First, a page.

What I did at the orthodontist’s office

Time, it has been noted, waits for no man, and time, it turns out, will not cut a woman any slack either.

When I got up this morning, there were just 50 days between me and the deadline for my 2011 North Carolina State Fair project. That and an orthodontist appointment for my youngest son.

Because my son is starting school later this week, the orthodontist opted to put both the top and and bottom braces on in one visit so that my son would not have to miss any school.

This meant that today, while I waited, careful to position myself within an easy distance of the Keurig coffee machine that is there to keep parents in the building, I ended up having two cups of coffee and almost three uninterrupted hours of time to work on my crochet.

Having brought my ever handy LifeSavers®-inspired project bag which I made specifically for this year’s state fair project project, I took out my 4.5 mm hook and crocheted the assortment of Bauhaus rectangles and Bauhaus blocks seen here:

crochet rectangles crochet squares
Bauhaus crochet rectangles and crochet squares I finished work on at the orthodontist’s office

After my son’s braces were on, I meet with the orthodontia technician who went over how to use all of the items in the “goody bag” they had prepared. Included in the swag bag was a packet of floss threaders:

floss threader for adding beads to yarn
Floss threader/beading needle

It was hard for me not to notice how much like a beading needle the floss threaders looked except for the fact they were made from a somewhat easier to see blue plastic as opposed to a more difficult to see silver-colored wire.

When we got home after a quick post-orthodontia treatment trip to the grocery store for some much needed softer foods, I was able to see if the floss threader was a suitable substitute for a beading needle.

I started by threading worsted weight yarn through the loop of the floss threader:

How to add beads to yarn
Thread the yarn through the loop of the floss threader

I then put a bead on the floss threader:

How to add beads to yarn
Put a bead on the floss threader

Then I moved the bead down the length of the floss threader, collapsing the pliable loop:

adding beads to yarn
Move the bead down the length of the floss threader

Next, I gently pushed the bead onto the yarn:

adding beads to yarn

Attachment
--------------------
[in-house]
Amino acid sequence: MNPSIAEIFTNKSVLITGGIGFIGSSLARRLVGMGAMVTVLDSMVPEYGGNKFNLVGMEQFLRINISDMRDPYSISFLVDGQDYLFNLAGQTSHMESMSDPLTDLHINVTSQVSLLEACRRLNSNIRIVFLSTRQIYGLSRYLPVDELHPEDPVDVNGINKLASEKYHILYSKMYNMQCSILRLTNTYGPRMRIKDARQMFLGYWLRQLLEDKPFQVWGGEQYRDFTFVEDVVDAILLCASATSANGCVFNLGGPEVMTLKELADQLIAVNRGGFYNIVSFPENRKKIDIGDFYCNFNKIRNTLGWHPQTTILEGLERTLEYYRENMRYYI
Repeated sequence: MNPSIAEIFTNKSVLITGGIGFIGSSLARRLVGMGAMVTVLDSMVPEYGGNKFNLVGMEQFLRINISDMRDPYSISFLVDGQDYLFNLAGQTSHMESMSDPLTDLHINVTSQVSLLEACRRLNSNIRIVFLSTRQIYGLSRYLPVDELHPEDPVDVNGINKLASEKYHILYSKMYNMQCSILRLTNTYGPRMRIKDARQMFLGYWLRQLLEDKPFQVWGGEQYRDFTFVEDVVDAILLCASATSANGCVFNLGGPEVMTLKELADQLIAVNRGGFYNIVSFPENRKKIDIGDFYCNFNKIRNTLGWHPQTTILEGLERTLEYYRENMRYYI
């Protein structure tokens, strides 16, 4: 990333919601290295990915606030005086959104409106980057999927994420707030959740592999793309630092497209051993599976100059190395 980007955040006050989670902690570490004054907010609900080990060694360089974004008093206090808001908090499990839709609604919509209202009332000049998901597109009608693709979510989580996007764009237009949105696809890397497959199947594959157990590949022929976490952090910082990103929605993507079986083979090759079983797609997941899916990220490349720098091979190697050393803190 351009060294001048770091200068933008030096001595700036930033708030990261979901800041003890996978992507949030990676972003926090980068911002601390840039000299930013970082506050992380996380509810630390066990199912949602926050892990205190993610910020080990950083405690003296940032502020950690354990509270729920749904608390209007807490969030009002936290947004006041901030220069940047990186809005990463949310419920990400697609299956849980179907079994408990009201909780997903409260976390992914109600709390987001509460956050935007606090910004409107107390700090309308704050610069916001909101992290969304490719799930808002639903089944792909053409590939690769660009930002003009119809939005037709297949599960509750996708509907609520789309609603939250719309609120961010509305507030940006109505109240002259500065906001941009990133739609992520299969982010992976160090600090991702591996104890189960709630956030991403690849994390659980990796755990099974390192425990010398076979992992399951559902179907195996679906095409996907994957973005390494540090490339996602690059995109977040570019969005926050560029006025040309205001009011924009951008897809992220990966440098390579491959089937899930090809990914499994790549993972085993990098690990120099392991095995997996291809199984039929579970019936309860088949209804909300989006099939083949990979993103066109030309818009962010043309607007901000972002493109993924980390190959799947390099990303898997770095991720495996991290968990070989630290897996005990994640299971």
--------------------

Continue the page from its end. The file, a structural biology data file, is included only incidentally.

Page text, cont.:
Push the bead off the threader and onto the yarn

Finally, I pulled the bead onto the strand of yarn and began the process all over until I had eight beads on the strand of yarn:

adding beads to yarn
I use the floss threader to add more beads to a strand of yarn


The upshot of today’s orthodontic/crochet adventure was that planning can be a tool to encourage serendipity.

Because I had my project bag packed and ready to go, I was able to get a lot of work done while I waited, possibly more than I would have gotten done in the same amount of time at home.

What could have been an aggravating experience had I not been prepared, instead turned out to be a very productive morning.

Now to prepare for tomorrow.

6 thoughts on “What I did at the orthodontist’s office

  1. Leslie, I must confess than, last week, for writing some articles I had to make for my publisher, I found no other solution than going to the park with a paper notebook to write them with a pencil… Finally it was faster than, ahem, to write directly with my keyboard with internet and a lot of things around.

  2. A true crafter looks at an item not as it was intended, but how it can be used creatively!! Good job you. I hope son adapts to his new wire quickly and painlessly.

  3. I discovered the floss threader thing years ago because I have a bridge and need to use them all the time. I also discovered plain dental floss works as a good bead string when doubled. I wrote the Butler GUM people about my use of their product and in a few weeks, a huge box appeared at my door. They had sent me a bazillion threaders and 25 boxes of floss!! 😀

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